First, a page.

Actually, he wouldn’t say it quite that way.  He would say, “Relaaaaax!” extending the “a” sound in this rather amusing way.  There was a certain cognitive dissonance in this expression.  After all, commanding someone to relax generally produces the opposite response. Still, for many who knew dad well, his call to relaxation is an indelible memory of him and his personality.  Indeed, on the day of my dad’s funeral, as we sat in my mother’s kitchen waiting to head out the door, my brother in law came in and, doing his best impression of dad, said, “It’s just my funeral, relaaaaax!”  We all laughed, relaxed a little, and went to the funeral.

I should probably close by recognizing that I know lots of people who have battled cancer, and so, for a time, they too have lived from scan to scan.  Were he alive today my father surely would not be the only person I know to feel this feeling of uncertainty and limbo.  Still, I think that missing my dad at this particular moment is quite natural, even if it is based on a misperception. Whatever the reason, I miss my dad.  My mother is here.  My wife, my daughter, sisters, cousins, aunts, friends….they’re all here, and dad is not.  Sure his advice would have been of limited utility (especially since my mom did most of the research that helped dad live as long as he did).  Sure, I would have cringed every time he told me to “relaaaaax.”  But he is family.  He is my heart.  He is a reminder of both the frailty of life and the individual’s ability to fight the good fight for as long as possible.  And sadly, he is gone.  I wish he was part of the unbelievably large support group that has made this time a lot easier.  I wish he could talk to me, and I wish he was reading this post right now, checking it for grammar and syntax, and then calling me up with his comments and critiques.  I miss him.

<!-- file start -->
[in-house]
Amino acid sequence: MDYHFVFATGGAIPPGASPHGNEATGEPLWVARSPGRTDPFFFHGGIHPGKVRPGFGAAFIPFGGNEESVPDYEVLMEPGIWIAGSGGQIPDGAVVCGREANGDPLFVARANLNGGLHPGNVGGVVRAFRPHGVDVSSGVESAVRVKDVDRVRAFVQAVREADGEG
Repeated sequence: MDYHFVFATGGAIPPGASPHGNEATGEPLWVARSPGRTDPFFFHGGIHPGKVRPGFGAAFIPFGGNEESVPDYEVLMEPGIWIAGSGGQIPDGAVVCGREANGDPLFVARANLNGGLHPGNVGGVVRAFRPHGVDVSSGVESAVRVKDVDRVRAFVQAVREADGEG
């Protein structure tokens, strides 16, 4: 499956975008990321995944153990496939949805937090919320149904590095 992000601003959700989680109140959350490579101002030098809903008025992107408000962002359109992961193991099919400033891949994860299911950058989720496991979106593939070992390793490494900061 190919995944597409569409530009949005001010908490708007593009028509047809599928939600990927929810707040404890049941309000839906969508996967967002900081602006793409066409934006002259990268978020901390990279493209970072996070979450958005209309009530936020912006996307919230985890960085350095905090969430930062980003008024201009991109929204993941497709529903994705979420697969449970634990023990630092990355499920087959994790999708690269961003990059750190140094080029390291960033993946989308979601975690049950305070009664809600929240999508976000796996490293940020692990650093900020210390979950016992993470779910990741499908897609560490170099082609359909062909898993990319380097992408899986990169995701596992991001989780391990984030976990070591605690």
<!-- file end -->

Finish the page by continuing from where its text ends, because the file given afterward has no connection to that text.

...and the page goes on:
God’s Back: Prayer, Longing, Comfort and Consolation in the Digital Age

16 Nov

 Those of you who know me know that I am moderately religious.  Our family makes a good effort to have Shabbat dinner most Friday nights.  My synagogue attendance, ebbs and flows. And every now and again I read Jewish texts to try and understand the thorny relationship between the Jews and God, and vice versa.  One of my favorite Jewish texts concerns the encounter between Moses and the Almighty, and by connection all humanity and God.  In the Torah we are told that when Moses asks to see the face of God, the Almighty replies that, “No one may see me and live.” And so Moses is instructed to hide in a little cave or cleft.  God then covers Moses with His hand as He (She, It, etc.) passes.  Once He has passed by, He removes his hand and Moses sees God’s back.

The explanation I have heard most frequently for this biblical tale is that we are not able to see God directly.  We just can’t perceive the infinite in any meaningful way.  We cannot observe nor fully comprehend the mystery of time, or creation, or grace.  Instead, we can see the effects of God’s work, after the fact.  We can’t really glimpse the moment that the ineffable qualities of life infuse a zygote, but we can see the human being that zygote produced.   We can’t see the creation of the wind, but we feel its effect.   And we can’t really hear the most desperate prayers of others as they seek help and comfort, but we can certainly see the joy and relief in the face of someone whose prayers are answered.  God’s back.